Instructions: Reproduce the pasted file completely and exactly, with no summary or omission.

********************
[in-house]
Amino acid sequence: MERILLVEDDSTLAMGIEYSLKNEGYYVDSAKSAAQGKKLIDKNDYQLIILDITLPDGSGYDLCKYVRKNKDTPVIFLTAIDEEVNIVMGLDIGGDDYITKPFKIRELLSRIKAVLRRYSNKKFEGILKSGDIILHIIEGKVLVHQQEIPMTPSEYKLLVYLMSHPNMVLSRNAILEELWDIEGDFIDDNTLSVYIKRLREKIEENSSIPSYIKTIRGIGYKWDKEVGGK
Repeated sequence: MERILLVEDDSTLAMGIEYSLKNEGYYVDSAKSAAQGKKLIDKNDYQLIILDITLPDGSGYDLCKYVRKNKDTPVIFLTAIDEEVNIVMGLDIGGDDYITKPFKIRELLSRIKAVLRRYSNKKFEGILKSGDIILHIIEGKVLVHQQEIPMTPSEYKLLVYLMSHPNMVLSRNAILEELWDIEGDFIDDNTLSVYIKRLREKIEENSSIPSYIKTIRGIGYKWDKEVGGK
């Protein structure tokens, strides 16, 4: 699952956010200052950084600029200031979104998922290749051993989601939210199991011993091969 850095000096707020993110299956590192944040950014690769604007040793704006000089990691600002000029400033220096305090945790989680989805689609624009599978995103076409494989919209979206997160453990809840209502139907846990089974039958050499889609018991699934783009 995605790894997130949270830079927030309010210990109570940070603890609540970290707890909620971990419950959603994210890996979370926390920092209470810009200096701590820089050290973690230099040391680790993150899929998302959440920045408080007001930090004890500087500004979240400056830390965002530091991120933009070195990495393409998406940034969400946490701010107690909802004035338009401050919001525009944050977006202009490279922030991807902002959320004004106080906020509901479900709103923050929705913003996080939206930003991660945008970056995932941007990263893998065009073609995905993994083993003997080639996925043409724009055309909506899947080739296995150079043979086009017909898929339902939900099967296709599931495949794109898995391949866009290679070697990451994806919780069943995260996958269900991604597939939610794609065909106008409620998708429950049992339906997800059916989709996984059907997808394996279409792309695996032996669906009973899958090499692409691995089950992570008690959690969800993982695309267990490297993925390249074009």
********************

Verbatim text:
[in-house]
Amino acid sequence: MERILLVEDDSTLAMGIEYSLKNEGYYVDSAKSAAQGKKLIDKNDYQLIILDITLPDGSGYDLCKYVRKNKDTPVIFLTAIDEEVNIVMGLDIGGDDYITKPFKIRELLSRIKAVLRRYSNKKFEGILKSGDIILHIIEGKVLVHQQEIPMTPSEYKLLVYLMSHPNMVLSRNAILEELWDIEGDFIDDNTLSVYIKRLREKIEENSSIPSYIKTIRGIGYKWDKEVGGK
Repeated sequence: MERILLVEDDSTLAMGIEYSLKNEGYYVDSAKSAAQGKKLIDKNDYQLIILDITLPDGSGYDLCKYVRKNKDTPVIFLTAIDEEVNIVMGLDIGGDDYITKPFKIRELLSRIKAVLRRYSNKKFEGILKSGDIILHIIEGKVLVHQQEIPMTPSEYKLLVYLMSHPNMVLSRNAILEELWDIEGDFIDDNTLSVYIKRLREKIEENSSIPSYIKTIRGIGYKWDKEVGGK
């Protein structure tokens, strides 16, 4: 699952956010200052950084600029200031979104998922290749051993989601939210199991011993091969 850095000096707020993110299956590192944040950014690769604007040793704006000089990691600002000029400033220096305090945790989680989805689609624009599978995103076409494989919209979206997160453990809840209502139907846990089974039958050499889609018991699934783009 995605790894997130949270830079927030309010210990109570940070603890609540970290707890909620971990419950959603994210890996979370926390920092209470810009200096701590820089050290973690230099040391680790993150899929998302959440920045408080007001930090004890500087500004979240400056830390965002530091991120933009070195990495393409998406940034969400946490701010107690909802004035338009401050919001525009944050977006202009490279922030991807902002959320004004106080906020509901479900709103923050929705913003996080939206930003991660945008970056995932941007990263893998065009073609995905993994083993003997080639996925043409724009055309909506899947080739296995150079043979086009017909898929339902939900099967296709599931495949794109898995391949866009290679070697990451994806919780069943995260996958269900991604597939939610794609065909106008409620998708429950049992339906997800059916989709996984059907997808394996279409792309695996032996669906009973899958090499692409691995089950992570008690959690969800993982695309267990490297993925390249074009």